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A total of 139 stool samples from wild chimpanzees, gorillas and bonobos in Cameroon and Democratic Republic of Congo (DRC) were screened for enteroviruses (EVs) by reverse transcription PCR. Enterovirus RNA was detected in 10 % of samples, comprising eight from 58 sampled chimpanzees (13.8 %), one from 40 bonobos (2.5 %) and five from 40 gorillas (12.2 %). Three viruses isolated from chimpanzees grouped with human isolate EV-A89 and four (four chimpanzees, one gorilla) represented a newly identified type, EV-A119. These species A virus types overlapped with those circulating in human populations in the same area. The remaining six strains comprised a new species D type, EV-D120, infecting one chimpanzee and four gorillas, and a single EV variant infecting a bonobo that was remarkably divergent from other EVs and potentially constitutes a new enterovirus species. The study demonstrates both the circulation of genetically divergent EV variants in apes and monkeys as well as those shared with local human populations.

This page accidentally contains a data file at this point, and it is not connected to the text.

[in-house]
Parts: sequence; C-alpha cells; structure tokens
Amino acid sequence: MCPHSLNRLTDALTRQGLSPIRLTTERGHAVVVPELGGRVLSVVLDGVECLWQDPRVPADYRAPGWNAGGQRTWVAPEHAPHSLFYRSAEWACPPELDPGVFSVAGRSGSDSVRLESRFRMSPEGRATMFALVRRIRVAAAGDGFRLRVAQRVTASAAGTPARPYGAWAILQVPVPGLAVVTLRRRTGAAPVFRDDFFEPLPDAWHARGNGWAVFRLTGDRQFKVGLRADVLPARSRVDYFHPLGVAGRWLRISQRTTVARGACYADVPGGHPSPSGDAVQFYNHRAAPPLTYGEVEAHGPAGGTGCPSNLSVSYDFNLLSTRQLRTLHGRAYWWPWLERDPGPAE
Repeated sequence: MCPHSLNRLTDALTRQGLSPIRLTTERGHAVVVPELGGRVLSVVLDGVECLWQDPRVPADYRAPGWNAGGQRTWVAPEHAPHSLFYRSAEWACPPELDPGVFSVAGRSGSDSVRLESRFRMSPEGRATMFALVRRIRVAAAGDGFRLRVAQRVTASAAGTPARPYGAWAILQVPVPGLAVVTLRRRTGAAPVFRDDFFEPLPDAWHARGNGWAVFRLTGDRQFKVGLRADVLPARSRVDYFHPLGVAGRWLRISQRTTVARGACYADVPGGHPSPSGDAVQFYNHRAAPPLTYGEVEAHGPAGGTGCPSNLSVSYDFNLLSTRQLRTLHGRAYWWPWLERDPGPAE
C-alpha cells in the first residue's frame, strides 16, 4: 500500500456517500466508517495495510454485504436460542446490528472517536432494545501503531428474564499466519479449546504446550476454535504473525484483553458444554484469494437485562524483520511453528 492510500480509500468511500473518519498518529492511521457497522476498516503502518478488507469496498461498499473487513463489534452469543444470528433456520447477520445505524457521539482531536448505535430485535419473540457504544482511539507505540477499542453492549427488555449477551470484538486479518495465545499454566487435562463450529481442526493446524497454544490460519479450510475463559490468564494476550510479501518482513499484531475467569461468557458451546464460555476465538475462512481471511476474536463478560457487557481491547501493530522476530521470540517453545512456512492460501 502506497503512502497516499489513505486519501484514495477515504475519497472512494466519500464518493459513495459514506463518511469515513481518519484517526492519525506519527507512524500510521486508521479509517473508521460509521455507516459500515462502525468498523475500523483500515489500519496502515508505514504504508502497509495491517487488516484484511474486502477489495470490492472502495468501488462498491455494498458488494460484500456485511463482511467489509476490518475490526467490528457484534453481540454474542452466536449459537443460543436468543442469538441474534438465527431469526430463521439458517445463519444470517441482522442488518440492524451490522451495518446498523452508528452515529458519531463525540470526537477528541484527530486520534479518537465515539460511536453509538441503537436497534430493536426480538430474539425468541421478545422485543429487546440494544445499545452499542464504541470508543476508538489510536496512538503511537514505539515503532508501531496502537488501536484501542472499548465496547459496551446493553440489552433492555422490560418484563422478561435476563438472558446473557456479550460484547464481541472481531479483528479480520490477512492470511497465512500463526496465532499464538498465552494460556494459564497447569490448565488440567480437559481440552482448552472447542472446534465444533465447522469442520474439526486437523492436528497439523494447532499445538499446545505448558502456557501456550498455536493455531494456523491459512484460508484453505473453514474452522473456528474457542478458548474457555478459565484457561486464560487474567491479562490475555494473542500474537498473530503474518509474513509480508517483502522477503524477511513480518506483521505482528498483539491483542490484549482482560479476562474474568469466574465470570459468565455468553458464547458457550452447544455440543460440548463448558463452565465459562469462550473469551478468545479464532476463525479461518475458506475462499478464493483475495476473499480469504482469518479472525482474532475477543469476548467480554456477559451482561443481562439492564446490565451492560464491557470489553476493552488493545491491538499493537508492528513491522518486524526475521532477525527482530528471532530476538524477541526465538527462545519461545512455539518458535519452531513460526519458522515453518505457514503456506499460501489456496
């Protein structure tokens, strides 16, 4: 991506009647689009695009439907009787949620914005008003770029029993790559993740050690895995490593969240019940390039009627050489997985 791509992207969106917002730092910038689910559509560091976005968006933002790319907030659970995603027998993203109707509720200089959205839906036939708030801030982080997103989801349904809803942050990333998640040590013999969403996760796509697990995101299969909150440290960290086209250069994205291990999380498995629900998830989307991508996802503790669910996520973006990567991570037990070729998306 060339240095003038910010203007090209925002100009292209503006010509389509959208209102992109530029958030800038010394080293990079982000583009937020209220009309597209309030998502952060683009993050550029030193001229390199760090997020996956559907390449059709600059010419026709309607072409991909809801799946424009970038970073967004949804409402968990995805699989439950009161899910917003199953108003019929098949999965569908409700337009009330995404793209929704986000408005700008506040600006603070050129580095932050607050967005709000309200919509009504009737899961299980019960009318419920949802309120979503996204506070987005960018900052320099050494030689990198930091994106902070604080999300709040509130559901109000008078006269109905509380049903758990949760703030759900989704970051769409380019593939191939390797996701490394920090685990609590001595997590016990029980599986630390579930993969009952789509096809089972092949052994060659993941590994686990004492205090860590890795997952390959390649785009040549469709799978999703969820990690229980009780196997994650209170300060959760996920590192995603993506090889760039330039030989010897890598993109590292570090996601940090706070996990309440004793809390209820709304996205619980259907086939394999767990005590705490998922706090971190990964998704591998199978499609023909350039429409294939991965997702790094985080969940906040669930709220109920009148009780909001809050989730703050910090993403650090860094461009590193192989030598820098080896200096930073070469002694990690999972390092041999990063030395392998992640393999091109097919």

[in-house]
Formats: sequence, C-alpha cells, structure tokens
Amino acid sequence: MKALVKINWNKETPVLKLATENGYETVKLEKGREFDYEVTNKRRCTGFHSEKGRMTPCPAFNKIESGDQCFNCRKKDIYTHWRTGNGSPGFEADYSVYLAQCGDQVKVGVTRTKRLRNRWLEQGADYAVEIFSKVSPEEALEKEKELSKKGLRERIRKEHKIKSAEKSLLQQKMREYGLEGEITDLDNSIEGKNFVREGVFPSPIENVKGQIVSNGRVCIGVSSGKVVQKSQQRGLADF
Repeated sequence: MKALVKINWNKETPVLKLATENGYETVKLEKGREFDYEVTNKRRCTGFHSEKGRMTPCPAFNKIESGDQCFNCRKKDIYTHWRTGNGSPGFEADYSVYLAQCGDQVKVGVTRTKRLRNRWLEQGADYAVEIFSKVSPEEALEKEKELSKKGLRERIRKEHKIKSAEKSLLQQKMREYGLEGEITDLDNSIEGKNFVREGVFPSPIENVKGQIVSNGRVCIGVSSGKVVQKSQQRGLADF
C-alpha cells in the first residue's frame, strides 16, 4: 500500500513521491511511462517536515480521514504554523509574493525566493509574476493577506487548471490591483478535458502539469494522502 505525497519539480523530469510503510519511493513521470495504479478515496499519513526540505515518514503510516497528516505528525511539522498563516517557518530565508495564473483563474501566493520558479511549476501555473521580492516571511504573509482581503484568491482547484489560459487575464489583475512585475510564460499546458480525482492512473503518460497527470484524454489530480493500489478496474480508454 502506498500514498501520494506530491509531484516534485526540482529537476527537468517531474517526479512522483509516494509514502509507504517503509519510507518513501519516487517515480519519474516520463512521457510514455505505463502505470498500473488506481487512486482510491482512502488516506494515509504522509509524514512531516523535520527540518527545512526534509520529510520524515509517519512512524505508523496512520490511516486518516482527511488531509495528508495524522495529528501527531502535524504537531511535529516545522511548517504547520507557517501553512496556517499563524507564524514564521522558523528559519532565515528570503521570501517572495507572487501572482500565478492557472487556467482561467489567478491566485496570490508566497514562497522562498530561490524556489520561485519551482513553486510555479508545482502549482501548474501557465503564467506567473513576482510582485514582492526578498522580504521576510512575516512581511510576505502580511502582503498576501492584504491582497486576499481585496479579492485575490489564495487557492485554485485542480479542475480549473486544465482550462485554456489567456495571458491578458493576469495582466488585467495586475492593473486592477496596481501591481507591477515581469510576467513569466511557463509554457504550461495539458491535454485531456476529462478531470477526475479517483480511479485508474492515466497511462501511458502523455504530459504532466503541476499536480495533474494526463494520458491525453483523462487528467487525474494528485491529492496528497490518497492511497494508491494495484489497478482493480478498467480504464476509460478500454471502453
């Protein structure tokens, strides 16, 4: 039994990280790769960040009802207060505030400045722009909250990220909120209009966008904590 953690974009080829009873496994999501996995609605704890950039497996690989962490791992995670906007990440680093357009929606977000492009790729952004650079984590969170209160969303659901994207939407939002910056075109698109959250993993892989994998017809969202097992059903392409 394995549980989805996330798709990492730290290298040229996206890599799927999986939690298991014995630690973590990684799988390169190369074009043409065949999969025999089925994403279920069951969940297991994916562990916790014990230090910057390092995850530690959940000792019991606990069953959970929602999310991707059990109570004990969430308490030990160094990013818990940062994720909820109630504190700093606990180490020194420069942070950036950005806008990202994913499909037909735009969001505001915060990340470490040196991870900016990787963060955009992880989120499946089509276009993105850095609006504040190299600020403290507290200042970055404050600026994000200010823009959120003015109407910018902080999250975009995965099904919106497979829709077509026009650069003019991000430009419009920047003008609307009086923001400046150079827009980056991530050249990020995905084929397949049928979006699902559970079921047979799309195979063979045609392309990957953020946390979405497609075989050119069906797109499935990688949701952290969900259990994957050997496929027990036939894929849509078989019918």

Original publication




Journal article


J Gen Virol

Publication Date





403 - 407


Animals, Cameroon, Cluster Analysis, Democratic Republic of the Congo, Enterovirus, Enterovirus Infections, Feces, Genotype, Hominidae, Humans, Molecular Sequence Data, Phylogeny, Primate Diseases, RNA, Viral, Reverse Transcriptase Polymerase Chain Reaction, Sequence Analysis, DNA, Sequence Homology